But this meant that the whole family was brought up to the modernizing impact of having a productive job. If the consequence was low income for labor initially, it at least helped sustain the employment of an otherwise unemployed individual, so that he could provide for his upkeep as a person and add to the family income. Thus, more laborers were brought to the realm of sustained employment.

“… and helped to raise family income quickly.” In such labor markets, the family units kept contributing many laborers that formed a unit so that family income – when added all together – combined to produce a high enough income to more than feed the family and then earn for it improving consumption.

This approach to industrialization made labor scarce quickly. Faced with the need to make their operations more efficient, companies adopted innovations in the work place by bringing in more capital to save on labor. The impact was to make wages rise and workers began to move to higher levels of job requirements.

In these economies, labor was made to earn its keep. The wage rate paid was what industry could afford to pay. Increased skills during employment and higher productivity were the result. Thus, enterprises became strong, competitive, and able to expand and keep on hiring more labor. More importantly, laborers prospered.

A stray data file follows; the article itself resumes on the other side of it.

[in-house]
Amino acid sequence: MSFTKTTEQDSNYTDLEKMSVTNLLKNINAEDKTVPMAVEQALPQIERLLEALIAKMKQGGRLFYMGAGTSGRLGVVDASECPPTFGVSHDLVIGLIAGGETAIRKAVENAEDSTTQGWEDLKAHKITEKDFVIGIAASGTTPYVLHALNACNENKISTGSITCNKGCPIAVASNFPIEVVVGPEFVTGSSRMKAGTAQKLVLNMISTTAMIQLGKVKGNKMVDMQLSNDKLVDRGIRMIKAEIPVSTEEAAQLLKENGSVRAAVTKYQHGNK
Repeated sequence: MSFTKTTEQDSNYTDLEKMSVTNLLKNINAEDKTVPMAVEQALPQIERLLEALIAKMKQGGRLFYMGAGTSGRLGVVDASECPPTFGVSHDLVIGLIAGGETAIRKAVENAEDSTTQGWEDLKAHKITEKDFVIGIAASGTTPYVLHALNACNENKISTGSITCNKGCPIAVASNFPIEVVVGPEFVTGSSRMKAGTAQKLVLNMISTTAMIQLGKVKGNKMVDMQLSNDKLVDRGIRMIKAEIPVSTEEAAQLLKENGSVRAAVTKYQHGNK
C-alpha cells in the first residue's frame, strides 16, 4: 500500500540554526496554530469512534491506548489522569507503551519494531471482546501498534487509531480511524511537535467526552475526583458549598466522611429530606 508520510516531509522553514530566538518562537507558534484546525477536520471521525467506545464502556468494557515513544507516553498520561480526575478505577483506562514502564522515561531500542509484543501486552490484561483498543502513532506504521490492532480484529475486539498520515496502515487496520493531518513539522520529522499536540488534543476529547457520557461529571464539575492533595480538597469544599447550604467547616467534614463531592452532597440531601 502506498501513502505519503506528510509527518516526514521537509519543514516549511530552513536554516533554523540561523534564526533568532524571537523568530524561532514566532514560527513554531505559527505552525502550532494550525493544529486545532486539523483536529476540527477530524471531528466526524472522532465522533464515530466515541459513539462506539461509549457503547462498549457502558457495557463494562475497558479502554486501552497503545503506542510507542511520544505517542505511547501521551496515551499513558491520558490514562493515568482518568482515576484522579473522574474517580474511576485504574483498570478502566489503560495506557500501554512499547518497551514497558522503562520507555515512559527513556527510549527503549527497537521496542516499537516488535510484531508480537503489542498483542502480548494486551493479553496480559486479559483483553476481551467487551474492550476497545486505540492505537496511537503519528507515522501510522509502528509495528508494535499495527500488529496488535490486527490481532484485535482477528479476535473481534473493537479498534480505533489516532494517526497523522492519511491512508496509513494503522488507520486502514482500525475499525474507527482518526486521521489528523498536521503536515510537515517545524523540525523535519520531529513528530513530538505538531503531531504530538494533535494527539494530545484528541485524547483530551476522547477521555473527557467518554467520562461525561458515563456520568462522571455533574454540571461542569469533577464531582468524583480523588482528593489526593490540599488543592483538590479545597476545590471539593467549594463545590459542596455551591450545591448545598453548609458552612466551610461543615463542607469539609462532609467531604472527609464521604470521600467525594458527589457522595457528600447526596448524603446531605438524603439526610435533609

The exhaustion of surplus labor not only made wages rise. It also created enormous new demand for consumption goods. Thus, it moved the economy to the next stage in which more complex industries became more feasible to strengthen the domestic production base. This is essentially the East Asian story of development, viewed from the perspective of labor.

“Other critical policies in this development strategy.” Achieving this successful transformation was not however keyed only on the wage policy. Other critical policies worked to produce the main outcome.

One of these was food policy. This highlights attention to agriculture, especially to produce food at home for base supply as well as food security. Its objective is to make sure that food prices did not disturb the social equation of wages being in line with food prices. Thus when agriculture did not provide enough, food could still be imported at international prices because these countries essentially had an open stance with respect to food import policy.

Another policy was with respect toward strengthening overall investment in the economy. The rate of investment was sustained at a high level from year to year. A high rate of domestic saving helped to finance domestic investment. Foreign direct investment provided substantial new demand for labor, making possible the rapid exhaustion of the excess supply of labor.

The rapid exhaustion of excess labor force at whatever wage that the economy could support provided the best means for the conquest of poverty. It was not based on direct subsidies on the poor. Yet, it empowered the employed worker with income. In the end, it meant support of the family to help overcome poverty.

Visit this site for more information, feedback and commentary: http://econ.upd.edu.ph/gpsicat/ -Gerardo P. Sicat (The Philippine Star)